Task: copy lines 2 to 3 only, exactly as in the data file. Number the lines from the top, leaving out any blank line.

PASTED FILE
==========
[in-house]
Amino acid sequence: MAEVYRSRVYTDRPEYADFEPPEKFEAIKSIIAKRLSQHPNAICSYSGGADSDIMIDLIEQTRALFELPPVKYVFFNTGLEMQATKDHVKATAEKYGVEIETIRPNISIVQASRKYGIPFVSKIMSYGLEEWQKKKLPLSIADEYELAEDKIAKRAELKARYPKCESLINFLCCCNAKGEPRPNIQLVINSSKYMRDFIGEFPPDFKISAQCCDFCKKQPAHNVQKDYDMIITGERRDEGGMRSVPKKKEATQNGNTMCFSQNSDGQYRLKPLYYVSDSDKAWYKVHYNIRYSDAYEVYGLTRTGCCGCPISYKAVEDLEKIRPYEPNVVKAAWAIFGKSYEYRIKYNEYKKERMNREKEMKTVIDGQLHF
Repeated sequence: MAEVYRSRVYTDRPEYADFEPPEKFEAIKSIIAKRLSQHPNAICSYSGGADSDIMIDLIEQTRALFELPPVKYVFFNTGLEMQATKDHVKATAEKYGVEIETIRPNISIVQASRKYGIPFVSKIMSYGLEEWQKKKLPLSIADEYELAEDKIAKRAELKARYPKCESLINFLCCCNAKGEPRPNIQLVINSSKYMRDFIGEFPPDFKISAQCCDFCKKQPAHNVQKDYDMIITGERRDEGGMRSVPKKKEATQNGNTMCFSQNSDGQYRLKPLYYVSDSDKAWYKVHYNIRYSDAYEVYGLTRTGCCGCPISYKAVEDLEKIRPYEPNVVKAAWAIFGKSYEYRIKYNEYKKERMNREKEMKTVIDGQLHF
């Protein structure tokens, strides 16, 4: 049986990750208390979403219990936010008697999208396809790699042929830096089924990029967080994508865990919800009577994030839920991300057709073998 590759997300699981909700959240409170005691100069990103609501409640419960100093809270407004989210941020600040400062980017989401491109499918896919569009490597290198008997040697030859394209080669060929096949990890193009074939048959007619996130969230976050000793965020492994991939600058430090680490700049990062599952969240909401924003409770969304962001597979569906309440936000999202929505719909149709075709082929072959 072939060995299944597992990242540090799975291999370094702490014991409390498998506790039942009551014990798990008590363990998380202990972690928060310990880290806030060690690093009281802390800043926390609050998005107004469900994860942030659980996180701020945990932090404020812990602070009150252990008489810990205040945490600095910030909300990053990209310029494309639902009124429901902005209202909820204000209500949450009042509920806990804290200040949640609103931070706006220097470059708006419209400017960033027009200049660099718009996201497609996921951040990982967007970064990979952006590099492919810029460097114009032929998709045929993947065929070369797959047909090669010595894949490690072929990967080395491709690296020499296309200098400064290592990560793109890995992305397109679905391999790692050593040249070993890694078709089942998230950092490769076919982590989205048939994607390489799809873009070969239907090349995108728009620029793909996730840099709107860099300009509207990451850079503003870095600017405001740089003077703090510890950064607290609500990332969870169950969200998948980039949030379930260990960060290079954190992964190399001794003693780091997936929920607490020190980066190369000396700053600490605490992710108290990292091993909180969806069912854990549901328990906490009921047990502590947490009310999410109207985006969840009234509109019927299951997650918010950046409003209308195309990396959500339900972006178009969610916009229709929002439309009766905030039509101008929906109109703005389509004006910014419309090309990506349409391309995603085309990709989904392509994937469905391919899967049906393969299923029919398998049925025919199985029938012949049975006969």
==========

Amino acid sequence: MAEVYRSRVYTDRPEYADFEPPEKFEAIKSIIAKRLSQHPNAICSYSGGADSDIMIDLIEQTRALFELPPVKYVFFNTGLEMQATKDHVKATAEKYGVEIETIRPNISIVQASRKYGIPFVSKIMSYGLEEWQKKKLPLSIADEYELAEDKIAKRAELKARYPKCESLINFLCCCNAKGEPRPNIQLVINSSKYMRDFIGEFPPDFKISAQCCDFCKKQPAHNVQKDYDMIITGERRDEGGMRSVPKKKEATQNGNTMCFSQNSDGQYRLKPLYYVSDSDKAWYKVHYNIRYSDAYEVYGLTRTGCCGCPISYKAVEDLEKIRPYEPNVVKAAWAIFGKSYEYRIKYNEYKKERMNREKEMKTVIDGQLHF
Repeated sequence: MAEVYRSRVYTDRPEYADFEPPEKFEAIKSIIAKRLSQHPNAICSYSGGADSDIMIDLIEQTRALFELPPVKYVFFNTGLEMQATKDHVKATAEKYGVEIETIRPNISIVQASRKYGIPFVSKIMSYGLEEWQKKKLPLSIADEYELAEDKIAKRAELKARYPKCESLINFLCCCNAKGEPRPNIQLVINSSKYMRDFIGEFPPDFKISAQCCDFCKKQPAHNVQKDYDMIITGERRDEGGMRSVPKKKEATQNGNTMCFSQNSDGQYRLKPLYYVSDSDKAWYKVHYNIRYSDAYEVYGLTRTGCCGCPISYKAVEDLEKIRPYEPNVVKAAWAIFGKSYEYRIKYNEYKKERMNREKEMKTVIDGQLHF